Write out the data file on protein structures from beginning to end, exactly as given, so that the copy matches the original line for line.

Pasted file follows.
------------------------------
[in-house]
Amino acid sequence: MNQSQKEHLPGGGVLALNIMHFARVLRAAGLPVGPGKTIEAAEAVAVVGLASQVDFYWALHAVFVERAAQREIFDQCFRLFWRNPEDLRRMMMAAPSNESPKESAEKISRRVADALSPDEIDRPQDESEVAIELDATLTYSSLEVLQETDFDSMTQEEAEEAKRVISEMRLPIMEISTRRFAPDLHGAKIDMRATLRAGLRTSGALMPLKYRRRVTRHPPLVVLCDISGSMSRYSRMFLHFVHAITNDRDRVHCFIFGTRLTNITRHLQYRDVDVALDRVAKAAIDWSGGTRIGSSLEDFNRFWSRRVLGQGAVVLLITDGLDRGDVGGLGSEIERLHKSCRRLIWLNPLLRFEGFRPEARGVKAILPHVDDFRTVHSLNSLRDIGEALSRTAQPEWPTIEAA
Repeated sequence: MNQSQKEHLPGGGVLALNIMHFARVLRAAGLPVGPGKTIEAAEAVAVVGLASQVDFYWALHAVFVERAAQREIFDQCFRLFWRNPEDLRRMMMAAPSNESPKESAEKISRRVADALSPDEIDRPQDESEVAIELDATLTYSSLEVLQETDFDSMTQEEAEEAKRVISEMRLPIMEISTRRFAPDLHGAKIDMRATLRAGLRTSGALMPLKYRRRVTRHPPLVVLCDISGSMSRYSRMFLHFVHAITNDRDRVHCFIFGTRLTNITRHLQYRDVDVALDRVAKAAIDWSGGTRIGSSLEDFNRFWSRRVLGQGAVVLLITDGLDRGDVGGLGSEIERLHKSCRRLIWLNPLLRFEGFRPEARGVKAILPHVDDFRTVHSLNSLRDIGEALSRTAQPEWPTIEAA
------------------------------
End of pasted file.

[in-house]
Amino acid sequence: MNQSQKEHLPGGGVLALNIMHFARVLRAAGLPVGPGKTIEAAEAVAVVGLASQVDFYWALHAVFVERAAQREIFDQCFRLFWRNPEDLRRMMMAAPSNESPKESAEKISRRVADALSPDEIDRPQDESEVAIELDATLTYSSLEVLQETDFDSMTQEEAEEAKRVISEMRLPIMEISTRRFAPDLHGAKIDMRATLRAGLRTSGALMPLKYRRRVTRHPPLVVLCDISGSMSRYSRMFLHFVHAITNDRDRVHCFIFGTRLTNITRHLQYRDVDVALDRVAKAAIDWSGGTRIGSSLEDFNRFWSRRVLGQGAVVLLITDGLDRGDVGGLGSEIERLHKSCRRLIWLNPLLRFEGFRPEARGVKAILPHVDDFRTVHSLNSLRDIGEALSRTAQPEWPTIEAA
Repeated sequence: MNQSQKEHLPGGGVLALNIMHFARVLRAAGLPVGPGKTIEAAEAVAVVGLASQVDFYWALHAVFVERAAQREIFDQCFRLFWRNPEDLRRMMMAAPSNESPKESAEKISRRVADALSPDEIDRPQDESEVAIELDATLTYSSLEVLQETDFDSMTQEEAEEAKRVISEMRLPIMEISTRRFAPDLHGAKIDMRATLRAGLRTSGALMPLKYRRRVTRHPPLVVLCDISGSMSRYSRMFLHFVHAITNDRDRVHCFIFGTRLTNITRHLQYRDVDVALDRVAKAAIDWSGGTRIGSSLEDFNRFWSRRVLGQGAVVLLITDGLDRGDVGGLGSEIERLHKSCRRLIWLNPLLRFEGFRPEARGVKAILPHVDDFRTVHSLNSLRDIGEALSRTAQPEWPTIEAA